Content Strategy Goes Global

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In this presentation, we analyze two global websites to see what makes a global content strategy successful and what makes it fail. We also discuss best practices for creating a global content …

In this presentation, we analyze two global websites to see what makes a global content strategy successful and what makes it fail. We also discuss best practices for creating a global content strategy.

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  • What is this? What does it have to do with Muji Products? Am I at the correct site?
  • Okay. I still don ’t know where I am. So, I see the little “Global Site” box up there in the corner and think “Oh, this is probably where I need to go”
  • Clearly this is a completely different site that the U.S. site. The entire layout is different. I kind of like the left nav bar and I especially like the Search feature. These are missing on the U.S. site. In the U.S. site, you have to navigate down an additional level to get a nav bar
  • Of course, my first pet peeve is that I have to click the Global Site button to view the site in any other languages. And of course, we know where I go if I click that button (yes, to the silly home page where I have to click World Sites). How hard would it be to put the World Sites link on every footer?
  • This is the only button that looks even remotely like a place to go.
  • And, by the way, where is the World Sites button??
  • But at least I have Euros instead of Pounds.
  • Simple point of entry based on country of origin
  • Select certain products to feature On US site – twitter feed, Facebook – what you’d expect from a hip cosmetic company in the US
  • English is used for branding purposes Totally different set of products featured Different grid / layout to the website itself New branding element introduced that is so Japanese – we’ll focus in on this on the next page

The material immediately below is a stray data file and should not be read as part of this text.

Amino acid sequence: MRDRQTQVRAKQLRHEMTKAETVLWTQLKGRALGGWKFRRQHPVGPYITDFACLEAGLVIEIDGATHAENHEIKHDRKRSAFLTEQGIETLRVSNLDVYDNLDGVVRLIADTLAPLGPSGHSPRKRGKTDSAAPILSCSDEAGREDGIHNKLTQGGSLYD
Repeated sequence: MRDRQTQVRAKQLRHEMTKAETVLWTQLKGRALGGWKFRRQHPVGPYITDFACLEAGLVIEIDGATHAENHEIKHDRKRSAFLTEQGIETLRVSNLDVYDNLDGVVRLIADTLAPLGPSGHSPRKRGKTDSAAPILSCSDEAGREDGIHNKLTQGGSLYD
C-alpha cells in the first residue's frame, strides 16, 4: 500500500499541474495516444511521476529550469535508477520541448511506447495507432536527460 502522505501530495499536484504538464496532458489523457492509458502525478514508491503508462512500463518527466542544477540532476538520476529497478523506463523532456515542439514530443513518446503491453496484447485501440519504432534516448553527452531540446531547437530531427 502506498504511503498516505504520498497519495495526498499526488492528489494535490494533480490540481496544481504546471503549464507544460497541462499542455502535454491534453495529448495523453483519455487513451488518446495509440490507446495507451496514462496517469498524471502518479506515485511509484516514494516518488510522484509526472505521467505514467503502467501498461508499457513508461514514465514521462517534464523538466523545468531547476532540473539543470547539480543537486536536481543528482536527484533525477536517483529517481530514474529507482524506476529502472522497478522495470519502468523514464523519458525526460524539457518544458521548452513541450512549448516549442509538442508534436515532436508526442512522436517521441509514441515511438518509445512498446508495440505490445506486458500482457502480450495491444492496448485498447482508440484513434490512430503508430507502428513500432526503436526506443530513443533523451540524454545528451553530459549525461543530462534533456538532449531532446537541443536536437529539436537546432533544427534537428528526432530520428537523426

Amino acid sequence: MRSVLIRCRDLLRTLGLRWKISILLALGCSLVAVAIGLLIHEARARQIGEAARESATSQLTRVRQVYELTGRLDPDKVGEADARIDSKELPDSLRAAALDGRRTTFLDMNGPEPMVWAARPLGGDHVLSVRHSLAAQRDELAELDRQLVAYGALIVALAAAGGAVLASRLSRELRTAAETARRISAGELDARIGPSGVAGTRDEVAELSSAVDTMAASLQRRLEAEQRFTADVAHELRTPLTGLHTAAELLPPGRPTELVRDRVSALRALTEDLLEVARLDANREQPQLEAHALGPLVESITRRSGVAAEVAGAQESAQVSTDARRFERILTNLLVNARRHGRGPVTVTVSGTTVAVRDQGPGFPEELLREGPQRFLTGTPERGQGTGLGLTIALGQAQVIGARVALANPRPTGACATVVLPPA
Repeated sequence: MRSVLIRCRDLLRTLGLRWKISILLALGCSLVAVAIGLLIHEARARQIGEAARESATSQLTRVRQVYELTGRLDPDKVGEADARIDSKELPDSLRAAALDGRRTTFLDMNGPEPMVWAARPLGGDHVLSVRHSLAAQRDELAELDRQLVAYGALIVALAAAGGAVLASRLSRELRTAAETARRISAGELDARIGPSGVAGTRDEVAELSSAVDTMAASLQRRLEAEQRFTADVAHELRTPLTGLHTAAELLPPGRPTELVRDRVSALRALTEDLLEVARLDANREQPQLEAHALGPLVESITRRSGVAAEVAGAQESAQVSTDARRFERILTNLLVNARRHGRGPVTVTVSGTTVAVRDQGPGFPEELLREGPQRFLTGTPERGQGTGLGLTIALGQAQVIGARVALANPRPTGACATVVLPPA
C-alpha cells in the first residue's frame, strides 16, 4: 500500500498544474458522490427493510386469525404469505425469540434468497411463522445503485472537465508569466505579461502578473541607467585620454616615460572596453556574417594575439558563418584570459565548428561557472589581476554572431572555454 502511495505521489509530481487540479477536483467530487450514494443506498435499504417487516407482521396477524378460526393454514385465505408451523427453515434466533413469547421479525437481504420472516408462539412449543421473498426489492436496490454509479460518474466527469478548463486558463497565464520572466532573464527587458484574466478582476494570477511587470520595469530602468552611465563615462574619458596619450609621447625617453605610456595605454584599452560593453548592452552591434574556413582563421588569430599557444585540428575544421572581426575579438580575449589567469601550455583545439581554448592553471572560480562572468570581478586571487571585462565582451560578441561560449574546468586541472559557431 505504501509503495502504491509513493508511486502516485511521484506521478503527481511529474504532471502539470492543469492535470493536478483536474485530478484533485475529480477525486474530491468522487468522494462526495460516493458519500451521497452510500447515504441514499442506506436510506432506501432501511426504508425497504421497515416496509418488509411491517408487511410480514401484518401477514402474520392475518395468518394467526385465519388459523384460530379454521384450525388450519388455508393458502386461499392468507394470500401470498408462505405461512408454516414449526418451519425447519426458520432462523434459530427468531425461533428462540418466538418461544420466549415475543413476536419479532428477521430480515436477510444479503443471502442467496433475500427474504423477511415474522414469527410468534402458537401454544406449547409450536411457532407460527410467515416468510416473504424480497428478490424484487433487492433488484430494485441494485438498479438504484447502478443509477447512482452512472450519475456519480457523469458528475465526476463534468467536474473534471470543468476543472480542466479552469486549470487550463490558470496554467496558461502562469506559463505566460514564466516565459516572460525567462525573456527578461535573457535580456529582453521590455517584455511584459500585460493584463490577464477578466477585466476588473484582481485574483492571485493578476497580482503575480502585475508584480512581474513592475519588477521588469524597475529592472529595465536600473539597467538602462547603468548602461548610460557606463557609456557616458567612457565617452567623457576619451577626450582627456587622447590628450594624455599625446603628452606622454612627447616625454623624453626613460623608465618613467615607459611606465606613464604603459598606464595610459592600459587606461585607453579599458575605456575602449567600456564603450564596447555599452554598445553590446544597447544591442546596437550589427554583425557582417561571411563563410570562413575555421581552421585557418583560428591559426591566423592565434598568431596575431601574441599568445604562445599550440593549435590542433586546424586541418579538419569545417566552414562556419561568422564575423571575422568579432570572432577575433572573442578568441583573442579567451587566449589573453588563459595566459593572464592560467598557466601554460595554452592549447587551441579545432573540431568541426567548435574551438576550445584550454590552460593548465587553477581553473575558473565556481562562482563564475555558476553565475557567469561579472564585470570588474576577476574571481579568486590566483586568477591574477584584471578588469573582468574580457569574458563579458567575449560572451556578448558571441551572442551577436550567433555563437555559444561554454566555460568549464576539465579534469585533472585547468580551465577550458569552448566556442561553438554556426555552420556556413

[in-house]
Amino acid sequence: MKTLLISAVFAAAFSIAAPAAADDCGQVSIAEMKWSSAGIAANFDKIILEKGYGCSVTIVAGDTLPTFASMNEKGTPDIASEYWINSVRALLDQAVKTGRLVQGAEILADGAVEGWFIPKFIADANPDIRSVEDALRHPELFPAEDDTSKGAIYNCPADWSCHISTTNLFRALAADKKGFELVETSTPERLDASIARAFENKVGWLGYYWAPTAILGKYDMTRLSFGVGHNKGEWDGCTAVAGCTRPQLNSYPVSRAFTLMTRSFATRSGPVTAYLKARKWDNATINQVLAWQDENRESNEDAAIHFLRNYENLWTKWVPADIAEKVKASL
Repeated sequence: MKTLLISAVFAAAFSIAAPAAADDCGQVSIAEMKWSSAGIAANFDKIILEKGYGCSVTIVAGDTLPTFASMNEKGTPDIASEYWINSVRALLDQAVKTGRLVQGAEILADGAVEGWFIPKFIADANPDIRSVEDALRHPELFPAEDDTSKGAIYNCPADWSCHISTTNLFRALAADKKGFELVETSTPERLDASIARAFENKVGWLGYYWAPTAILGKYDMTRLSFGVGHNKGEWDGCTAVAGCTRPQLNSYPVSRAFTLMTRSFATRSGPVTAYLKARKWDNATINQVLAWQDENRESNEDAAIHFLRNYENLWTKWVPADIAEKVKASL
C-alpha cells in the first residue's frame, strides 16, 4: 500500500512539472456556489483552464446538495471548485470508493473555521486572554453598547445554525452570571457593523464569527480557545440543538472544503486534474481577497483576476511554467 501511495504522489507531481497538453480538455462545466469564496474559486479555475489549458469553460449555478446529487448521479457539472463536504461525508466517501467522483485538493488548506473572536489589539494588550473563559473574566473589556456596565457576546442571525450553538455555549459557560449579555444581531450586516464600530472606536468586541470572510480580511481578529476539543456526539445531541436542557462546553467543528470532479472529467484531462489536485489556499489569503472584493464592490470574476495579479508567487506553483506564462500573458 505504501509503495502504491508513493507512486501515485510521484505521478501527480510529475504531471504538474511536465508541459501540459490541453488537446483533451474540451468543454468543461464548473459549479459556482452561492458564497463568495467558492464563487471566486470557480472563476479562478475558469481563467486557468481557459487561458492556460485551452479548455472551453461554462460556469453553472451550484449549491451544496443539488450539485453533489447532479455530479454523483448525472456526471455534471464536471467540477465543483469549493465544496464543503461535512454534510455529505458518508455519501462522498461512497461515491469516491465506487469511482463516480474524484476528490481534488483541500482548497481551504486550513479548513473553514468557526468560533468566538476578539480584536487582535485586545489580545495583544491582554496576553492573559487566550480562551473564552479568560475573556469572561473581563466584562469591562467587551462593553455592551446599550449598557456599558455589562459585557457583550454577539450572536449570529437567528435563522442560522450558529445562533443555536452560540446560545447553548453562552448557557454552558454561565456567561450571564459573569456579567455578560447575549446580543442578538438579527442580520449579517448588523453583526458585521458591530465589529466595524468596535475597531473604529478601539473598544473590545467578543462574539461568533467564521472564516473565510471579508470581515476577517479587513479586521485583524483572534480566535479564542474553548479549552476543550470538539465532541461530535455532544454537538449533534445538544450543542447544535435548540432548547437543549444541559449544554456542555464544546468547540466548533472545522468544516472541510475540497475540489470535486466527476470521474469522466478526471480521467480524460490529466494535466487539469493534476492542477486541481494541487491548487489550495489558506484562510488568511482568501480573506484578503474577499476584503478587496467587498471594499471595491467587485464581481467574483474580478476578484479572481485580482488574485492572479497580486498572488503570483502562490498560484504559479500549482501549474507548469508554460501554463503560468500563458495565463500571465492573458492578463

• Sounds simple right? How many of you have international content development guidelines. In writing?
  • Local expectations are important. The classic story here is Gerber Baby Food. In the US, we sell Gerber Baby Food in jars with pictures of a fat baby with puffy cheeks on the label. This meets our cultural expectations. In Africa, the cultural expectation – because literacy is low – is that the picture on the outside of the jar is of the ingredients. So a picture of a baby with fat cheeks says that the baby food consists of … you guessed it … ground up baby! A lesson Gerber learned very, very painfully.

Transcript

  • 1. Global Content StrategyVal SwisherFounder & CEO@contentrulesinc © 2012. Content Rules, Inc. All rights reserved.
  • 2. Who We Are Professional services firm specializing in content development and global content strategy Founded in 1994 12 full-time employees Network of 2000+ fully-screened consultants across U.S. Managed, contract, and placement services © 2012. Content Rules, Inc. All rights reserved.
  • 3. What We Do Help companies plan their global content strategy Create and modify all types of content Evaluate and improve content quality using state-of-the-art tools Help companies save money on translation with our global readiness services © 2012. Content Rules, Inc. All rights reserved.
  • 4. Key Clients © 2012. Content Rules, Inc. All rights reserved.
  • 5. What We Will Cover Common problems associated with globalizing content Successful approaches to globalizing content How to evaluate your website for problems and successes Best practices for creating global content © 2012. Content Rules, Inc. All rights reserved.